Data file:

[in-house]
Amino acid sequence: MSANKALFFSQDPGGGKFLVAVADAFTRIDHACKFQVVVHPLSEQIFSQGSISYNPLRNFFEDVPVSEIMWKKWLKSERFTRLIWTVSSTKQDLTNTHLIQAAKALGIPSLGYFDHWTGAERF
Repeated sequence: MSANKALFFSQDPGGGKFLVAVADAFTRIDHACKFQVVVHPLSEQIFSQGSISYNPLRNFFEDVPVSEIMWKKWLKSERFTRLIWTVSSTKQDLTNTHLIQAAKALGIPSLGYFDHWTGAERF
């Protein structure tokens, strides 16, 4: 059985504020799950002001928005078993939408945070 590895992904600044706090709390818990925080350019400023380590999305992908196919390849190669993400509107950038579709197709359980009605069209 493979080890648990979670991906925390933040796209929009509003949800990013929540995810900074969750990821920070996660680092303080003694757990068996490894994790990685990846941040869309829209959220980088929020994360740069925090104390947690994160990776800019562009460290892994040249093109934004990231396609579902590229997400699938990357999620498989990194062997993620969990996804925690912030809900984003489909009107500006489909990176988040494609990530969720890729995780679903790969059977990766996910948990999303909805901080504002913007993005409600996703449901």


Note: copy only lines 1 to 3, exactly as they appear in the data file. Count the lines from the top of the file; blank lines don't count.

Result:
[in-house]
Amino acid sequence: MSANKALFFSQDPGGGKFLVAVADAFTRIDHACKFQVVVHPLSEQIFSQGSISYNPLRNFFEDVPVSEIMWKKWLKSERFTRLIWTVSSTKQDLTNTHLIQAAKALGIPSLGYFDHWTGAERF
Repeated sequence: MSANKALFFSQDPGGGKFLVAVADAFTRIDHACKFQVVVHPLSEQIFSQGSISYNPLRNFFEDVPVSEIMWKKWLKSERFTRLIWTVSSTKQDLTNTHLIQAAKALGIPSLGYFDHWTGAERF